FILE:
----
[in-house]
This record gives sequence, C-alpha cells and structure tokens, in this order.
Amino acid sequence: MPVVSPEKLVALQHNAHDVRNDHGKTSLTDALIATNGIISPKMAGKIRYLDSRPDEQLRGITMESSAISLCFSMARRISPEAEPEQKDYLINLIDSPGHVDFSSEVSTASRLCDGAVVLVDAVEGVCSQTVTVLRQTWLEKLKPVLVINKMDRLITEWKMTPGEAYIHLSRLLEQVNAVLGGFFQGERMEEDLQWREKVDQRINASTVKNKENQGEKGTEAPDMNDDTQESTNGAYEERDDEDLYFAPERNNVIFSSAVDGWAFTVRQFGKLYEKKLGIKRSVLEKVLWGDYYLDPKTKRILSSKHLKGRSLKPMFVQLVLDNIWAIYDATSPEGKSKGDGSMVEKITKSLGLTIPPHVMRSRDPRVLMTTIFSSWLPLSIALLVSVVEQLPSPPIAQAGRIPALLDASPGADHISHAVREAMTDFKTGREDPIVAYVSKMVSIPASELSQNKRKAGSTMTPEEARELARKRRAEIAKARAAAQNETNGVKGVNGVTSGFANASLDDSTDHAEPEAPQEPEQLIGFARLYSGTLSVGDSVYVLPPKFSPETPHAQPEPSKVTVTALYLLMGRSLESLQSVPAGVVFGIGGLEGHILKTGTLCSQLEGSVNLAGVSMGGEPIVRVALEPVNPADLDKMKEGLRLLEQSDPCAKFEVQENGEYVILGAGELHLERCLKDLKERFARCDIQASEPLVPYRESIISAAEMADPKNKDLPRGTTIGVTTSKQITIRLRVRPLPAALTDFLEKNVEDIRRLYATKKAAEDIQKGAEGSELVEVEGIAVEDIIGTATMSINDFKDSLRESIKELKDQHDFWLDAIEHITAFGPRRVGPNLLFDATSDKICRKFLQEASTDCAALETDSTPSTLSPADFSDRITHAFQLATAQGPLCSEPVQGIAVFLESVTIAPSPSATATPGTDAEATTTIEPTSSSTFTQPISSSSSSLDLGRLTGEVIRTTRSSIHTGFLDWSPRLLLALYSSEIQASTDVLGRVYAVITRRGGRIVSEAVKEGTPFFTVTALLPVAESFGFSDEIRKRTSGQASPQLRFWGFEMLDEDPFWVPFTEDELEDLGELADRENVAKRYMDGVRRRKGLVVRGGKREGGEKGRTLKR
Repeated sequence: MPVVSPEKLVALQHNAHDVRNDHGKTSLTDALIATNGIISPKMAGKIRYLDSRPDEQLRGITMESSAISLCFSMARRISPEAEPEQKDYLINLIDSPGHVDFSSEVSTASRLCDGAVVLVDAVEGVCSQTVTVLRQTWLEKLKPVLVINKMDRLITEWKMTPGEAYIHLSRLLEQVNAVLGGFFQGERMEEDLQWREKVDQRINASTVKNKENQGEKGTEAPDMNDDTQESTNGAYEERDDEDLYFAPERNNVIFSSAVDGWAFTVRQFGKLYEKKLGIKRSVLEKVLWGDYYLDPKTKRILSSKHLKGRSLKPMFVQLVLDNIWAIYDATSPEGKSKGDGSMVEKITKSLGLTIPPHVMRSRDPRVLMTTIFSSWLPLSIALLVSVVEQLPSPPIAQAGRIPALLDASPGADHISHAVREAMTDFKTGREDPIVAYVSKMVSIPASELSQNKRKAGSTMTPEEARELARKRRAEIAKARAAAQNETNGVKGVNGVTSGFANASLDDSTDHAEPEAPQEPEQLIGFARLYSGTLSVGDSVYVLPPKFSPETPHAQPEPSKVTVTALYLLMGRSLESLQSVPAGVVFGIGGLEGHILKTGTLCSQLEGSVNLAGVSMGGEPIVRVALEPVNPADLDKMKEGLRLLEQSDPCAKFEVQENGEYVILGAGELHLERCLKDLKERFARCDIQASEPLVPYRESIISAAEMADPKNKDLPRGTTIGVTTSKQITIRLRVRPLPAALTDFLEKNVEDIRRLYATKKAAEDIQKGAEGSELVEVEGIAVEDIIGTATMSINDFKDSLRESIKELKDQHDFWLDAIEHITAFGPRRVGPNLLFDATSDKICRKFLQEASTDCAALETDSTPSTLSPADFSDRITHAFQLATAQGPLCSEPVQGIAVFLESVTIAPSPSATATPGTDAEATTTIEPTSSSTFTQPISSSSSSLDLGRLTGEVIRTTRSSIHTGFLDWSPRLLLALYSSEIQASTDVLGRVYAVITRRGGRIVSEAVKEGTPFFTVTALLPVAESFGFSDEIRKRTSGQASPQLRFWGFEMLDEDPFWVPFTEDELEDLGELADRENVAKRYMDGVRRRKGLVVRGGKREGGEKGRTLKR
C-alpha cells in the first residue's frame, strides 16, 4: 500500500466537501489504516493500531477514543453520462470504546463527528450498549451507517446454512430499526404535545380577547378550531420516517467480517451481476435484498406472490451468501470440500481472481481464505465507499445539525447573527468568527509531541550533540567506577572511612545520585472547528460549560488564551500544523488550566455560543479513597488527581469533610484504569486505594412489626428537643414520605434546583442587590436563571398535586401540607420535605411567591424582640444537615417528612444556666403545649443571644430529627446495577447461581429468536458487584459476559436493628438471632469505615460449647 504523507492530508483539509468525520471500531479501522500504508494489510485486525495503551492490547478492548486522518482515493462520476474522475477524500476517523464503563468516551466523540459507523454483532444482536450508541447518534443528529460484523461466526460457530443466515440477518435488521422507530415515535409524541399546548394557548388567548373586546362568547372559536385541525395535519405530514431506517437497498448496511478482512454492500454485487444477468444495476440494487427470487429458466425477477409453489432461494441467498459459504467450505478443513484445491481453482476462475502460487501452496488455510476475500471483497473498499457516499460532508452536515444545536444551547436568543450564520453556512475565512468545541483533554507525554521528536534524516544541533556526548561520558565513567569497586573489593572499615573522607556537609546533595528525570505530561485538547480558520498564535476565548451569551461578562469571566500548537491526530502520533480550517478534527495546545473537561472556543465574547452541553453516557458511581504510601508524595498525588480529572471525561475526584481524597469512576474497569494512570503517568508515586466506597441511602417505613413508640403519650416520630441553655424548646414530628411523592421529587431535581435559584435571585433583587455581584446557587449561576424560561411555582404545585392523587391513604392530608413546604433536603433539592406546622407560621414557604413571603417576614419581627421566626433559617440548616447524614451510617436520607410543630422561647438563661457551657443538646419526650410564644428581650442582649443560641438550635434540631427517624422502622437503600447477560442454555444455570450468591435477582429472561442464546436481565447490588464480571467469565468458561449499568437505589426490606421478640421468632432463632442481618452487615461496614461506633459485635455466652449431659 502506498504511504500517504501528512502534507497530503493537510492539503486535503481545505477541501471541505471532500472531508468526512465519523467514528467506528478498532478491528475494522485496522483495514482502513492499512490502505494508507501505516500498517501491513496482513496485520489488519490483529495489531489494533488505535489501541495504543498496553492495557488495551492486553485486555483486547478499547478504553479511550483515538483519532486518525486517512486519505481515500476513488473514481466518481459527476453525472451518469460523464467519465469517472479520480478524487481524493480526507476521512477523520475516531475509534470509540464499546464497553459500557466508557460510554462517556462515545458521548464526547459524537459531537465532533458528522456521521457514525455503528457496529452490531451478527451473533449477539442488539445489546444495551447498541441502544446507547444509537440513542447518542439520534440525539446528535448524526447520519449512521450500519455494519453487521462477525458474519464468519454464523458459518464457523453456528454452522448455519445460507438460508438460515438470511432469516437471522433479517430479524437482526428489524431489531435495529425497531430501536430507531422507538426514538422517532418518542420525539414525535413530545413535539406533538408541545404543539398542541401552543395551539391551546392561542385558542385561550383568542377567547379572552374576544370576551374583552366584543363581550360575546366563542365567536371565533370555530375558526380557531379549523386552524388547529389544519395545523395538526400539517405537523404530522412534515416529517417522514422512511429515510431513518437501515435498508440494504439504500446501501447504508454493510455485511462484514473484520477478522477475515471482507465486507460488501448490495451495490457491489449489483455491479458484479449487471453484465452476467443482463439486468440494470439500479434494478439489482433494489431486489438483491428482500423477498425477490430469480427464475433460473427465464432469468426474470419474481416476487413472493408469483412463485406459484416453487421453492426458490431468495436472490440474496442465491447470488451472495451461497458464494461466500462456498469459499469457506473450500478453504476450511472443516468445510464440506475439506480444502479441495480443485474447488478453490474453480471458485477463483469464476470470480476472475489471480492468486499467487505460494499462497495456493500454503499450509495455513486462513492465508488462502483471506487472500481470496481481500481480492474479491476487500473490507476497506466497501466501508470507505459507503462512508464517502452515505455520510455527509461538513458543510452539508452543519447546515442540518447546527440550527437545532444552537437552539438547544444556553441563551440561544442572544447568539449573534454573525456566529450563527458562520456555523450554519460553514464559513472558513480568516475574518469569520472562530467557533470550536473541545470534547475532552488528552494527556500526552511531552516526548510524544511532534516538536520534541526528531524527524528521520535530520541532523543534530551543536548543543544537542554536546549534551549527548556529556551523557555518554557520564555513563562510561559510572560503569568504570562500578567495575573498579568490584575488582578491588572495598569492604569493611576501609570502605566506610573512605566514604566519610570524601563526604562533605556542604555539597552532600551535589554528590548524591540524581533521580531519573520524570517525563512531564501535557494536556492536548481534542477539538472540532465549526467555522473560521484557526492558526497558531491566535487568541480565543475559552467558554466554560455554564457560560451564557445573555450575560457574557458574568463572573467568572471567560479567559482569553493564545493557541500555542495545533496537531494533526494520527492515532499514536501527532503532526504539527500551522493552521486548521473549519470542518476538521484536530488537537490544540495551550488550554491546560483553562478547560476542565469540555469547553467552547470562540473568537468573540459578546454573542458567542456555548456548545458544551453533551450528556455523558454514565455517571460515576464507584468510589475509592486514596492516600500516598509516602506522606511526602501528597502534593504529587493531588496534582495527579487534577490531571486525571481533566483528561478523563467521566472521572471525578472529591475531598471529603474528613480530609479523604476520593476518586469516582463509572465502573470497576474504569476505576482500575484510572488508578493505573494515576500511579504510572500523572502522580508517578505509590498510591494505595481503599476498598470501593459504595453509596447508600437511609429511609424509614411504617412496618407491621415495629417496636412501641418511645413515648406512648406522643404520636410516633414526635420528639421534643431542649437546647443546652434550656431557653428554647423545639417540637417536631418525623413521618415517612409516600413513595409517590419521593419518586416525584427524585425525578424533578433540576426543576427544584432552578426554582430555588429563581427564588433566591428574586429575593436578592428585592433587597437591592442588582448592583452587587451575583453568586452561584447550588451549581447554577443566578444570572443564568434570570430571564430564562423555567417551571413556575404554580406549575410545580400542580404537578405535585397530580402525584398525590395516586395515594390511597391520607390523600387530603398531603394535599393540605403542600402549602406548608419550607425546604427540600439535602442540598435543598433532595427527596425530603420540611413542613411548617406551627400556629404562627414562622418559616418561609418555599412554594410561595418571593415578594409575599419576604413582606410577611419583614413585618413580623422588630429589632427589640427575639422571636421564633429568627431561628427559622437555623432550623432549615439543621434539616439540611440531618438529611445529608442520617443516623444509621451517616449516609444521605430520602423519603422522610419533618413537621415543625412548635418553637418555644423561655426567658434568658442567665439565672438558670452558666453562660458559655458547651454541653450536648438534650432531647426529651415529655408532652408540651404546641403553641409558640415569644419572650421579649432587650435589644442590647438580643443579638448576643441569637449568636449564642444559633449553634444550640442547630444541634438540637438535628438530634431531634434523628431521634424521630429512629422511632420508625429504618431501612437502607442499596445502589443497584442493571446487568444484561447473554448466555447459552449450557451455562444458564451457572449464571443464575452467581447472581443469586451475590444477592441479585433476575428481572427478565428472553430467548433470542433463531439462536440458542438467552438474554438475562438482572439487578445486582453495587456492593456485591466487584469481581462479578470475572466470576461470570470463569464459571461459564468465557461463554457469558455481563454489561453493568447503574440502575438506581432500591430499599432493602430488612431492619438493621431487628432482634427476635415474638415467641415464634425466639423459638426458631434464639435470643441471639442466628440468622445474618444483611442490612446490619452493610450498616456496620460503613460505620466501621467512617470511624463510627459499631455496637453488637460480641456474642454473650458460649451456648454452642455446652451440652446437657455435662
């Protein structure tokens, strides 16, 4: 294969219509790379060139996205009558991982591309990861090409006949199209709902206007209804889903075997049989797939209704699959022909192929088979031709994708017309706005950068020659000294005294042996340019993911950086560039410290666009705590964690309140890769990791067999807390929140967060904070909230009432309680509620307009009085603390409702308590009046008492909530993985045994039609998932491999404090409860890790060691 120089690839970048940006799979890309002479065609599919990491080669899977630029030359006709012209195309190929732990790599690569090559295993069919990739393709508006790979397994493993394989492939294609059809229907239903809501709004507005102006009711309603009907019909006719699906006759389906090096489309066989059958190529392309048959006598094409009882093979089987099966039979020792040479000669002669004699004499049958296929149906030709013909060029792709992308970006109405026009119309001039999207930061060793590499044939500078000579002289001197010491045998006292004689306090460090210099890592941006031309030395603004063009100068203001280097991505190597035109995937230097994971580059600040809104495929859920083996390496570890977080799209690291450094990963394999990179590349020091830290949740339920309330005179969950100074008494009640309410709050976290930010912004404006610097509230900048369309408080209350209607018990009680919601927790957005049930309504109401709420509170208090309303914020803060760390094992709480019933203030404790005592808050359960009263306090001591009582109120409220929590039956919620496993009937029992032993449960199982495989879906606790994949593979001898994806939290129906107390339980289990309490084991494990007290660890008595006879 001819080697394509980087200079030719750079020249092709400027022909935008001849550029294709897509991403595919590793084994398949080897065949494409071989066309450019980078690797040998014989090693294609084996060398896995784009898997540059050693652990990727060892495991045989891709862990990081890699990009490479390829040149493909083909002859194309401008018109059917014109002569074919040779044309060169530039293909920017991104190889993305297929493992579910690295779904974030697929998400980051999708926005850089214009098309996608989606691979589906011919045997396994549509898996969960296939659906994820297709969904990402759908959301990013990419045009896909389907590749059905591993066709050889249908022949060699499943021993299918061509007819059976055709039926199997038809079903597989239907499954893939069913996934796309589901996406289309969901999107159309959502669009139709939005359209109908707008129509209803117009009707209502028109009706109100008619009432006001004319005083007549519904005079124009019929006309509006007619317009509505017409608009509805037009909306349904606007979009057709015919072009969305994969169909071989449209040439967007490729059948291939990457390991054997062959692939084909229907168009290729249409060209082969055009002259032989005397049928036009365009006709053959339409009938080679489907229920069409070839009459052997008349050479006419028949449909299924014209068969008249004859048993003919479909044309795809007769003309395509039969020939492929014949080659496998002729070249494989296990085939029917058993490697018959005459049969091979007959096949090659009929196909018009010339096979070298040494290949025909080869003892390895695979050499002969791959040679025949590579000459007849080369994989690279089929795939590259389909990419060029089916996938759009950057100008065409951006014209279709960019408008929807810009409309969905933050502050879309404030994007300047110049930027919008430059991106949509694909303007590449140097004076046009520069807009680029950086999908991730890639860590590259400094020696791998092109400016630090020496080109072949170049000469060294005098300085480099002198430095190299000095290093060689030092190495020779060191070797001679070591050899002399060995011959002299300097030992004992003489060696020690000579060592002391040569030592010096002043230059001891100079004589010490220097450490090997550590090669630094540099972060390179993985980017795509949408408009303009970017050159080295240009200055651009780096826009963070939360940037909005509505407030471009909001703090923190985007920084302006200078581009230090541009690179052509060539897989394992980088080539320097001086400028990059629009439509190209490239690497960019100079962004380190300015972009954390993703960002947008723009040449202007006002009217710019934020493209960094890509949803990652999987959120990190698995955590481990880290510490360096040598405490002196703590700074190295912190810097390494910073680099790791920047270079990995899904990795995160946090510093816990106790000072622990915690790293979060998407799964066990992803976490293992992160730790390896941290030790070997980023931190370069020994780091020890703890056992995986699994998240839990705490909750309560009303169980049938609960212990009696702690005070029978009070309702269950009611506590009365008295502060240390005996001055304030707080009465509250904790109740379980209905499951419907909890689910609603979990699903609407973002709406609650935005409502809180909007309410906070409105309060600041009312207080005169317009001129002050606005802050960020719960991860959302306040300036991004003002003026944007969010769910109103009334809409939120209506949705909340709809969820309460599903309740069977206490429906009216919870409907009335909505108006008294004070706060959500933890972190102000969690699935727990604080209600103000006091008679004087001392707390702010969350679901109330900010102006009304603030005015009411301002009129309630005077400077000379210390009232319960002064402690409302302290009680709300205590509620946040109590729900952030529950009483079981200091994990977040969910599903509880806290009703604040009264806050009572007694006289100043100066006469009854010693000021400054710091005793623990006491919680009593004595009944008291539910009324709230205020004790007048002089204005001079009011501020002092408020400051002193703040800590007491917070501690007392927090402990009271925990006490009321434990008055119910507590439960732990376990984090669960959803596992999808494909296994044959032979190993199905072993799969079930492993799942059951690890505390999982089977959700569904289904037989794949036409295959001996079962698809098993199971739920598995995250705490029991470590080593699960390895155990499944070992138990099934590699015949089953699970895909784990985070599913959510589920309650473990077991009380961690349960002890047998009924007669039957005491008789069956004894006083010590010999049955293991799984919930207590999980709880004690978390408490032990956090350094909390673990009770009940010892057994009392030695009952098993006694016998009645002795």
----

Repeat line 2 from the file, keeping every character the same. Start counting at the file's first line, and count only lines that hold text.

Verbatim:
This record gives sequence, C-alpha cells and structure tokens, in this order.